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Iranian Banks Under Military Control

By Ardalan Sayami, Rooz online

Serving Citizens or Money Laundering Tools?

"Ansar Bank Serving Citizens" is a slogan that is repeatedly broadcast on the national Islamic Republic television these days. Ansar was a financial institution that became a private bank after it obtained a permit from Iran's Central Bank; the same permit obtained by the "Mehr Iranian Organization" and "Ghavamin Charity Fund." These institutions all belong to the Islamic Republic's military establishment. Ansar and Mehr Iranian were founded by the Islamic Passdaran Revolutionary Guards Corps (IRGC), and Ghavamin belongs to the Iranian police.

Many economic observers connect the establishment of private banks by the military to related to issues such as money laundering and international sanctions. Last week especially, news stories in the Arab media reported that Bahrain's interior minister was removed from his post and served a weeklong prison sentence for his involvement in an IRGC money laundering scheme. Official sources have denied the report but investigations are ongoing.

Since the coming to power of Ahmadinejad, the IRGC has become a visible player in the Iranian economy. The Khatam brigade is the symbol of this development, running projects in various sectors (oil, gas, roads, dams) of the economy and industry.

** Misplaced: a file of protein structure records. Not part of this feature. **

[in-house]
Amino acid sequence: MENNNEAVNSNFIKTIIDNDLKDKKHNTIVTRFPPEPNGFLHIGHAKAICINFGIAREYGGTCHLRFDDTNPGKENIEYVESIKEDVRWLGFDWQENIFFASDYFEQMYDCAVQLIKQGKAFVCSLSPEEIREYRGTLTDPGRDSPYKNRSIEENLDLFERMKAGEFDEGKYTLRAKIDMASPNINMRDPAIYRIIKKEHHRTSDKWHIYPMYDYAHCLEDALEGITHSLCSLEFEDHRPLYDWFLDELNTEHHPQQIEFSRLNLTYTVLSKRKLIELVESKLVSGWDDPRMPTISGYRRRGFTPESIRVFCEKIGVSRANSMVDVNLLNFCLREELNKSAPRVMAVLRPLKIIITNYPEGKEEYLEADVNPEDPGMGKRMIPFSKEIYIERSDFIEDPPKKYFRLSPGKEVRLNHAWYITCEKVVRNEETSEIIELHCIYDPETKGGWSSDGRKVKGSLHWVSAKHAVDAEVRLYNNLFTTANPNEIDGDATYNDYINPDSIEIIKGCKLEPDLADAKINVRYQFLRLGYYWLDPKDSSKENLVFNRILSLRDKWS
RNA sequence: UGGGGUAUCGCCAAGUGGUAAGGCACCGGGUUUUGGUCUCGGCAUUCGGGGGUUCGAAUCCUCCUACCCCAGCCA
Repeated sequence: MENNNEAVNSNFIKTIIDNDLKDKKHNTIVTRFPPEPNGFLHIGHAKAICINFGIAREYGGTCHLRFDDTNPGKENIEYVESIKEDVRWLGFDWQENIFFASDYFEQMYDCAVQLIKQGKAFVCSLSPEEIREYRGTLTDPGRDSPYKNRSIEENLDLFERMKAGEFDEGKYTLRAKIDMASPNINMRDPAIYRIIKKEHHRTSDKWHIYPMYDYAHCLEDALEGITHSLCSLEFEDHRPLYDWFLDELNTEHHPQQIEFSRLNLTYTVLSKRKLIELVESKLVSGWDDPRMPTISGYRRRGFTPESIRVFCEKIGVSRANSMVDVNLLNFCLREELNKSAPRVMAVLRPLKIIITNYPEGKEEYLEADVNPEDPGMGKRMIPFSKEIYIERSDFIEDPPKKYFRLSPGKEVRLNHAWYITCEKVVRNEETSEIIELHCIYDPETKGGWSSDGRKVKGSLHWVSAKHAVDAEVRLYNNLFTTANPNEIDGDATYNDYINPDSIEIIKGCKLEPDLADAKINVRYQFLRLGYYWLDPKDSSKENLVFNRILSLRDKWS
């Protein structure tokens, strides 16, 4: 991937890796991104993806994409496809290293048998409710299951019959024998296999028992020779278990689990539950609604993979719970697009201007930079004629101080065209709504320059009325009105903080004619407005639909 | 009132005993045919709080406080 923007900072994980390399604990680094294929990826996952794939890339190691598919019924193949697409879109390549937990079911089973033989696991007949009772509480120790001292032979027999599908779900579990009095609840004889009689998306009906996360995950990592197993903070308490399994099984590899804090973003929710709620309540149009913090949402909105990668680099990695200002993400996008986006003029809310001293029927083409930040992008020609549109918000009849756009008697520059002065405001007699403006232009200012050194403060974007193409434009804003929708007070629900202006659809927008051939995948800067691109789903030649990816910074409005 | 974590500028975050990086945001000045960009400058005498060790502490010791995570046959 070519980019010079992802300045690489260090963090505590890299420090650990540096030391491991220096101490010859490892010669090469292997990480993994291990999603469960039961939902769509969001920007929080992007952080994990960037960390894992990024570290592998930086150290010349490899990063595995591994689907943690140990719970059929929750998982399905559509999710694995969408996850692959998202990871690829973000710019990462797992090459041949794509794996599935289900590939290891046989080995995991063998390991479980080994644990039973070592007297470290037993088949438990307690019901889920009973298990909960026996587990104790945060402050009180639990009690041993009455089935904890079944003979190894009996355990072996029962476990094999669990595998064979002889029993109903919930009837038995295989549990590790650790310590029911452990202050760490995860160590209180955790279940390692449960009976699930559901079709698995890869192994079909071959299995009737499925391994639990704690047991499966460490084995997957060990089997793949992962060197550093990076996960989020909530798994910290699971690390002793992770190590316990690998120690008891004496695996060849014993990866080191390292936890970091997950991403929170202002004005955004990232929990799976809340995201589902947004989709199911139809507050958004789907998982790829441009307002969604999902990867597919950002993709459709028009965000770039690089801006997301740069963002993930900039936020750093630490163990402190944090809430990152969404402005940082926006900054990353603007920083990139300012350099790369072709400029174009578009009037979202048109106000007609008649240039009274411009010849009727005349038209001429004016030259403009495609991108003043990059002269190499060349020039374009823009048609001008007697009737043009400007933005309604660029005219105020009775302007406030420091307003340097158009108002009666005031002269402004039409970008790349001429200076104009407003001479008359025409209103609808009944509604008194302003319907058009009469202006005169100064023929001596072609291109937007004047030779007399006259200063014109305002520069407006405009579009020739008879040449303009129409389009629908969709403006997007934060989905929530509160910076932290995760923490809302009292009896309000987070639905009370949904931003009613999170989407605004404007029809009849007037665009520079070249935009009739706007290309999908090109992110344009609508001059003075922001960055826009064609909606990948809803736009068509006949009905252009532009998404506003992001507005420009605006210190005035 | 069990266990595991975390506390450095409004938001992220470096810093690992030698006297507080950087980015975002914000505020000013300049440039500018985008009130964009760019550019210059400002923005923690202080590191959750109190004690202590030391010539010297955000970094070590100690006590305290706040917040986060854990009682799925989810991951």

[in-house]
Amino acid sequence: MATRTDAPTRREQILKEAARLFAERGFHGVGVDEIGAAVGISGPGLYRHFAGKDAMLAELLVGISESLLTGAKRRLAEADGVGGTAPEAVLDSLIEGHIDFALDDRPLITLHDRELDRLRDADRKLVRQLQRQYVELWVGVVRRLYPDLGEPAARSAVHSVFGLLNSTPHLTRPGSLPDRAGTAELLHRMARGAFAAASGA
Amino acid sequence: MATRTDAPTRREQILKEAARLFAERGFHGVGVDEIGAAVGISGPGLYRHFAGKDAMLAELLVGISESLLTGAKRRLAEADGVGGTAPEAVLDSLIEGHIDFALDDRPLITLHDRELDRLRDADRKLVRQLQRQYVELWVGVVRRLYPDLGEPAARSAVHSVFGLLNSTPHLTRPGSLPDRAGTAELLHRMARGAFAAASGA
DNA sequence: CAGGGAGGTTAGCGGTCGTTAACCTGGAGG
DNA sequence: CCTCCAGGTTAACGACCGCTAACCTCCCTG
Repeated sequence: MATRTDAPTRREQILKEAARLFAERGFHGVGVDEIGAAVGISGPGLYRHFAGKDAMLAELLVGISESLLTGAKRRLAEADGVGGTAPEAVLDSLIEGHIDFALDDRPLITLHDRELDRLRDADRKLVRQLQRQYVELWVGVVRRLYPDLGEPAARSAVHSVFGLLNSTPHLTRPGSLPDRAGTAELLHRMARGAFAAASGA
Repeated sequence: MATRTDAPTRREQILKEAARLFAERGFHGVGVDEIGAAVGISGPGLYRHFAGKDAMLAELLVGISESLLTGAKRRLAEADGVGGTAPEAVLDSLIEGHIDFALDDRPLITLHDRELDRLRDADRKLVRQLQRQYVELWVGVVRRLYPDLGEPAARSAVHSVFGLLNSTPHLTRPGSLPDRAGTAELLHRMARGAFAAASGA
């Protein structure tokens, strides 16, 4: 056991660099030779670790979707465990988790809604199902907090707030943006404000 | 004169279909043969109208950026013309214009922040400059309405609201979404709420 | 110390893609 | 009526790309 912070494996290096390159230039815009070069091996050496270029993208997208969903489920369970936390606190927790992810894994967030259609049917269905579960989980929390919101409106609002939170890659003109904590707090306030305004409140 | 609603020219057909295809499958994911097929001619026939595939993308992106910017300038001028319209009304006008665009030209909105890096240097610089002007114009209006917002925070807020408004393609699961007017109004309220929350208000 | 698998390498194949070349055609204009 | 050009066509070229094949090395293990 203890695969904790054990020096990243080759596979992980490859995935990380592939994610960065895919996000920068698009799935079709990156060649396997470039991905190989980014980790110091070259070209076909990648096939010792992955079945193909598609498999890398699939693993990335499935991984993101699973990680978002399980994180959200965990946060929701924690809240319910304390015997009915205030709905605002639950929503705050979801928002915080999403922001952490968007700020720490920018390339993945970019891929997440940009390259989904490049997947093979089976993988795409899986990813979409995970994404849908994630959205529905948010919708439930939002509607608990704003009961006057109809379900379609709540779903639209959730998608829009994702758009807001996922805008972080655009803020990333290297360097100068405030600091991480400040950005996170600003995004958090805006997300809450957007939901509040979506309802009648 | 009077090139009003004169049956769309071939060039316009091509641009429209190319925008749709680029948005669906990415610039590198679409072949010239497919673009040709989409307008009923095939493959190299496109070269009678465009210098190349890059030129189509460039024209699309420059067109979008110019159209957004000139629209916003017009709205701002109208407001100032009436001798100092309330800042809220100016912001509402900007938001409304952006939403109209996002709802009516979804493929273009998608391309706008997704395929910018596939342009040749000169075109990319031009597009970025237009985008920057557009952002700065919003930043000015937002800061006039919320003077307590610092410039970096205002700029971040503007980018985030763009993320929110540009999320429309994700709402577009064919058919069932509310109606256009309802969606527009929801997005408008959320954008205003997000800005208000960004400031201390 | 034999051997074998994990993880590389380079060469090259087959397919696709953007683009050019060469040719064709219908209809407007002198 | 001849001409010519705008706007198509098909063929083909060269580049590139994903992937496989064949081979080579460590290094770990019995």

In addition to the two financial institutions, which have grown under the Ahmadinejad administration, the IRGC engages its vast economic activities through affiliated institutions such as the Khatam brigade and the IRGC's cooperative union. The website Deutsche Welle quoted an economist (Ahmad Alavi) as having said that there is a very direct political relationship between the coming to power of the ninth and tenth administration and the IRGC's dominance over the economy. Article 44 of the Iranian economy mandates privatization, but its implementation would diminish the government's control over the economy. Therefore, officials want the constitutional provision to be implemented only in name so that they can preserve their power.

Meanwhile, on March 24, regional media outlets reported the arrest and removal of Bahrain's interior minister, Mansour bin Rajab, for his involvement in an IRGC money laundering scheme. The case also involves Ali Jannati, Iran's ambassador to Kuwait and the son of ayatollah Jannati, head of the powerful Guardian Council. Hossein Amir-Abdollahian, Iran's ambassador to Bahrain, has said that the IRGC played no role in the Bahrain money laundering case.

The IRGC has not reacted to the new, although Bahrain's interior minister, who remains under arrest, has denied cooperation with the IRGC. News sources report that Mansour bin Rajab was caught while trying to cash a check, originating from the IRGC, worth 6 million Euros at a bank in Beirut. Arab media have claimed that the money came from drug smuggling, suggesting a money laundering scheme.

... Payvand News - 04/09/10 ... --

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